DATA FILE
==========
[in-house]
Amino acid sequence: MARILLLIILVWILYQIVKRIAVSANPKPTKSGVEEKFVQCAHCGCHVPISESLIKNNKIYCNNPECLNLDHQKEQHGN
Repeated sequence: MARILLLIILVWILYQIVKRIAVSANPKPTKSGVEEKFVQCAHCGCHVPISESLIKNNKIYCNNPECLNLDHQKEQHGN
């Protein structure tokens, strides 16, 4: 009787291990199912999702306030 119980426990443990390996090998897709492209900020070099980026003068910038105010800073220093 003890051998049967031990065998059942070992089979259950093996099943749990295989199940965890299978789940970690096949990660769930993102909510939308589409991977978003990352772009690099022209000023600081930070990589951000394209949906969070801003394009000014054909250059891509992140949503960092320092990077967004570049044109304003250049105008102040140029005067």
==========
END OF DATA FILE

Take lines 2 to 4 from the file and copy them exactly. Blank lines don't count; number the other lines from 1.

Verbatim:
Amino acid sequence: MARILLLIILVWILYQIVKRIAVSANPKPTKSGVEEKFVQCAHCGCHVPISESLIKNNKIYCNNPECLNLDHQKEQHGN
Repeated sequence: MARILLLIILVWILYQIVKRIAVSANPKPTKSGVEEKFVQCAHCGCHVPISESLIKNNKIYCNNPECLNLDHQKEQHGN
């Protein structure tokens, strides 16, 4: 009787291990199912999702306030 119980426990443990390996090998897709492209900020070099980026003068910038105010800073220093 003890051998049967031990065998059942070992089979259950093996099943749990295989199940965890299978789940970690096949990660769930993102909510939308589409991977978003990352772009690099022209000023600081930070990589951000394209949906969070801003394009000014054909250059891509992140949503960092320092990077967004570049044109304003250049105008102040140029005067």